Mégalithes [UK premiere]
On the Wings of the Morning [UK premiere]
Cummings ist der Dichter
Symphony No.7 in A, Op.92
Nicolas Hodges (piano)
BBC Symphony Orchestra
Reviewed by: Colin Anderson
Reviewed: 22 January, 2014
Venue: Barbican Hall, London
It was Beethoven night in London. The Seventh Symphony at this BBC concert, the ‘Eroica’ at the Royal Festival Hall, and another ‘Eroica’ at Cadogan Hall, those Thirds captained respectively by Vladimir Jurowski and Joshua Bell. (Classical Source reviewers were stationed at both.)
Ilan Volkov’s take on Beethoven 7 was very persuasive and satisfying, the only concession to matters ‘authentic’ being dinky hard-stick timpani. Nor was Volkov a slave to repeats, those in the outer movements convincingly omitted but with all observed in the scherzo (which gambolled fluffily) and trio (which flowed in good relationship); a proportionally pleasing arrangement. Not that this ‘dance symphony’ (as immortalised by Wagner) was out on a limb from those pieces played before it, nor was there any suggestion of ‘sugaring the pill’, for Beethoven’s music retains the ‘shock of the old’. That said, Volkov’s expressive and modulated account was softer-grained than some, poetic and pensive in the slow introduction, followed by a Vivace fuelled by internal combustion, and not without gracefulness, and without spurious holdings-back in the development. The Allegretto was solemn, sensitive and dynamic, and the finale was unforced in its exuberance, nicely ratcheted-up to a freewheeling coda. In short, a tonic of a performance.
Otherwise it was a ‘French Connection’, the Beethoven preceded, at the beginning of the concert’s second half, by born-1925 grand maître Pierre Boulez’s glittering vocal and instrumental work setting isolated English words and syllables by lower-case American poet e. e. cummings (1894-1962). Not that Boulez intended Cummings ist der Dichter (1970) as the title; rather he was simply informing South German Radio that “Cummings is the poet”. Although Boulez later expanded this work for 48 voices, here we had the original score with 16, the estimable BBC Singers integrating with a mix of strings, woodwinds, brass (utilising numerous mutes) and three harps. It’s a spirited and shimmering score and, for all that the playing was occasionally a little ragged (a consequence of the writing being not only exquisitely crafted but also exposed) this was a timely reminder of how impressionistic and iridescent Boulez’s music can be.
The pieces in the first half were thornier if engrossing. The late Gérard Grisey (1946-98) was represented by Mégalithes (1969, but not performed until 40 years later), scored for 15 brass instruments – six horns and tuba on the platform, and four pairs of trumpet and trombone dotted around the auditorium and linked to the conductor by a camera and monitors. Volkov faced the audience, the stage septet had their backs to us. For 11 minutes we were treated to growly majesty and thrilling rapidity, a study in sound, timbre, silence and perspective, Grisey extending the range in music dedicated “to the memory of the victims in Biafra”.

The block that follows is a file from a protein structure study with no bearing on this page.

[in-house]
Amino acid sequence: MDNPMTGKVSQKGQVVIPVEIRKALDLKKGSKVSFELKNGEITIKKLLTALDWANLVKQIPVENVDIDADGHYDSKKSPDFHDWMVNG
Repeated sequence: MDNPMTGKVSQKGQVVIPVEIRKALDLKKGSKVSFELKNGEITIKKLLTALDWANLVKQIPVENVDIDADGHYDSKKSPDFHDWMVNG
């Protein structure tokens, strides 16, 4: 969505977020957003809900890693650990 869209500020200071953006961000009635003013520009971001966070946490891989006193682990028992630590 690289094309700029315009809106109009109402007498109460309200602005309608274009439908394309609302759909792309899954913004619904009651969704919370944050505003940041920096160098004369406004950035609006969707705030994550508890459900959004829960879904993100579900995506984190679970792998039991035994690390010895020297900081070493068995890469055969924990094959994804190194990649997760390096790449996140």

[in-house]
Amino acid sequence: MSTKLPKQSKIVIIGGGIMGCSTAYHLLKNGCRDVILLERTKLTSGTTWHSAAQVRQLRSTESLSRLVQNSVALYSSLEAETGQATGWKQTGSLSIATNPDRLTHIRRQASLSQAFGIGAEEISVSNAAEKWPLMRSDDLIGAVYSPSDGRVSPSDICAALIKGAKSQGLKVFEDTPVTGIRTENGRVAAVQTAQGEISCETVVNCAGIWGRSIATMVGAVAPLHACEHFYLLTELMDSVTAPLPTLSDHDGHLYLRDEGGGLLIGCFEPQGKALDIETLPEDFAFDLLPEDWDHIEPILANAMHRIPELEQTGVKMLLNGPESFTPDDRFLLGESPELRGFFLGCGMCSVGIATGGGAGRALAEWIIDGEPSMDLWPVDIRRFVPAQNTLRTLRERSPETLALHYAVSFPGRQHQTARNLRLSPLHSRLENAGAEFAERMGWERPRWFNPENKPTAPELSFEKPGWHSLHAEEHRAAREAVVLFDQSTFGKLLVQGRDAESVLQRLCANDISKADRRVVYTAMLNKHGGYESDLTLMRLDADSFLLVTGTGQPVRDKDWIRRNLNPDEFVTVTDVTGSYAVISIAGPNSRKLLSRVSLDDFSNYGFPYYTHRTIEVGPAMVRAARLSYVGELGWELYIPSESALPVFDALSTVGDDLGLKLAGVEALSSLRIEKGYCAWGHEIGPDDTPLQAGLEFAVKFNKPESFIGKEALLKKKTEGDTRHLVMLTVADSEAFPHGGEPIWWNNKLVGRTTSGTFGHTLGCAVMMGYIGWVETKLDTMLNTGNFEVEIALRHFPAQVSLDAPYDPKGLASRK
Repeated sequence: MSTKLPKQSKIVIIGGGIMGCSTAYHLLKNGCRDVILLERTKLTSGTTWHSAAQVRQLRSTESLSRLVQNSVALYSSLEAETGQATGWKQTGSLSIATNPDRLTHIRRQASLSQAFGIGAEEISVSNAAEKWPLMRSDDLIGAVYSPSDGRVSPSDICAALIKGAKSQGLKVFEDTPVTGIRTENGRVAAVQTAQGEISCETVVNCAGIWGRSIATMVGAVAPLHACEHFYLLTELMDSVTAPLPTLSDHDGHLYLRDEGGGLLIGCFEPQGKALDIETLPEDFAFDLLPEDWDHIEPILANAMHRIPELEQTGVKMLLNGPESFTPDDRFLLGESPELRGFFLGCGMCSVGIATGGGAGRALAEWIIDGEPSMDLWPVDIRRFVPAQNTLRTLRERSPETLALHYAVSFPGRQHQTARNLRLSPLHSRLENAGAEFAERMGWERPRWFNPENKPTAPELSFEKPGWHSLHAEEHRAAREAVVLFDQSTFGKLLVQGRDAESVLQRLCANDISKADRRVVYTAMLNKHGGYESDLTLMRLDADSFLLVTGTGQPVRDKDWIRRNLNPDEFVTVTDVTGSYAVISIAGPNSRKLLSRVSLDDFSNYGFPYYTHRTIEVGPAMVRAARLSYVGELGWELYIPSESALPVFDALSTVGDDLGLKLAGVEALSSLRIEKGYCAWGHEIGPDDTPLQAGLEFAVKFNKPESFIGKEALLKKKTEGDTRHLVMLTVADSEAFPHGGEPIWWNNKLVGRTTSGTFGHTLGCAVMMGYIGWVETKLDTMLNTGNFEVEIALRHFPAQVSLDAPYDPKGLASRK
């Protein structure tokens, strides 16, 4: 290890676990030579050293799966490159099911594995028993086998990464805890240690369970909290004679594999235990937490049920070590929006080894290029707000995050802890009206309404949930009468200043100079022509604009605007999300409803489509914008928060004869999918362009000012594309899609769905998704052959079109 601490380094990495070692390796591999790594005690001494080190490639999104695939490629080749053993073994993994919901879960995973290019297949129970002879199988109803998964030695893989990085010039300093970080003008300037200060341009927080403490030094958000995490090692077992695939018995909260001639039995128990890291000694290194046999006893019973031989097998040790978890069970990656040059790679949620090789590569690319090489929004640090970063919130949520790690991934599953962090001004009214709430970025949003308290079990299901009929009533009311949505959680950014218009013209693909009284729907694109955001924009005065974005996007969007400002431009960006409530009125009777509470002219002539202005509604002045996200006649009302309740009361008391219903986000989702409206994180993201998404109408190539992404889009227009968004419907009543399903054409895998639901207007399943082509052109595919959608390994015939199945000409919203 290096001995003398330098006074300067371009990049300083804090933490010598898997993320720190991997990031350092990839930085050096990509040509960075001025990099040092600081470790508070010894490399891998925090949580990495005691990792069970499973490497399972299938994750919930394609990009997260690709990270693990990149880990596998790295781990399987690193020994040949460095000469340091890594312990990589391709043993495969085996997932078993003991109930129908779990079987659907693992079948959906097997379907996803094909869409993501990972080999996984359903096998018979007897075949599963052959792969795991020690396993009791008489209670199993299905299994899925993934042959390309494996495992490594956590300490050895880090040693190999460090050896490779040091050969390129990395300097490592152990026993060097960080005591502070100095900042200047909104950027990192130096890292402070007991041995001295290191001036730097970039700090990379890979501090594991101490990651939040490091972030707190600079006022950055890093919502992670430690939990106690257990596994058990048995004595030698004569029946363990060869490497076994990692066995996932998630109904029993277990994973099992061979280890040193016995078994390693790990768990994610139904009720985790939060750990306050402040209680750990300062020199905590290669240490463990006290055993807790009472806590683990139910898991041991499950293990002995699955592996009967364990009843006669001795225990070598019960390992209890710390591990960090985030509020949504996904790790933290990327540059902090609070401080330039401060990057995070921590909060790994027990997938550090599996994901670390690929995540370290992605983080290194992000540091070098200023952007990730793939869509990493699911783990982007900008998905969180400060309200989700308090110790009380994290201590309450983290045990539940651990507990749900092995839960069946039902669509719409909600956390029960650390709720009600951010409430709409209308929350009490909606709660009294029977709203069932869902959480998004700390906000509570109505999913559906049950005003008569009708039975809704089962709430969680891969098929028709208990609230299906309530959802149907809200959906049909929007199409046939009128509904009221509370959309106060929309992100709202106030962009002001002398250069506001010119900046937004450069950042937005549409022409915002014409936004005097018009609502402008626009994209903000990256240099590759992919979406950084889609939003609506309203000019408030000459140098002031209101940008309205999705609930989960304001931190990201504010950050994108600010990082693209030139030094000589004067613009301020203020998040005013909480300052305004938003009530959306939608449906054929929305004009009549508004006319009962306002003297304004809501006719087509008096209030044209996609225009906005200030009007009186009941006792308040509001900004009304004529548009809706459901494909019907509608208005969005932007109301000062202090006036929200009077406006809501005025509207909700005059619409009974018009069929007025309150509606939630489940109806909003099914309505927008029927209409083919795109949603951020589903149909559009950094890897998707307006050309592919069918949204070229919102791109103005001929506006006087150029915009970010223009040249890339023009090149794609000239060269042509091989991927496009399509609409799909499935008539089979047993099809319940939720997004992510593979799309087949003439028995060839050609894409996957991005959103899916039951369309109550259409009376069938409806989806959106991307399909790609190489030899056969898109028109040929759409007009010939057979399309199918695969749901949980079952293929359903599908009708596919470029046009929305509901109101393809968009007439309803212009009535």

As for the concerto for piano and large orchestra, as On the Wings of the Morning by Hugues Dufourt (born 1943) essentially is (or is it?), a first listen (a second is needed) suggests that this 2012 piece may be too long. That it lasted here 28 minutes is a mere statistic; it’s the feel of the thing. There is some tremendous writing in the first half of the piece, conjuring thoughts of ‘Like a Wave of Power and Light’ (Luigi Nono’s Como una ola de fuerza y luz) and while there is no doubting that the eerie sounds of the opening conjure windswept images and the orchestra sustains a compelling force, there is also a suspicion of the music running on the spot. As for the full-on piano writing, this often seems independent of the orchestra, or even an obbligato. When the music calms, if staying ominous with Siberian chill, there are several minutes when the soloist is silent, as if emptied out of every constituent, but returning rather sadly and sparely. If the jury is still out on the music itself, intriguingly articulated and coloured as it is, there is no doubting Nicolas Hodges’s command of the idiom and his total bravura and commitment, or that the BBCSO and Ilan Volkov gave their seasoned all, as throughout this well-prepared and stimulating concert. Hugues Dufourt was in attendance.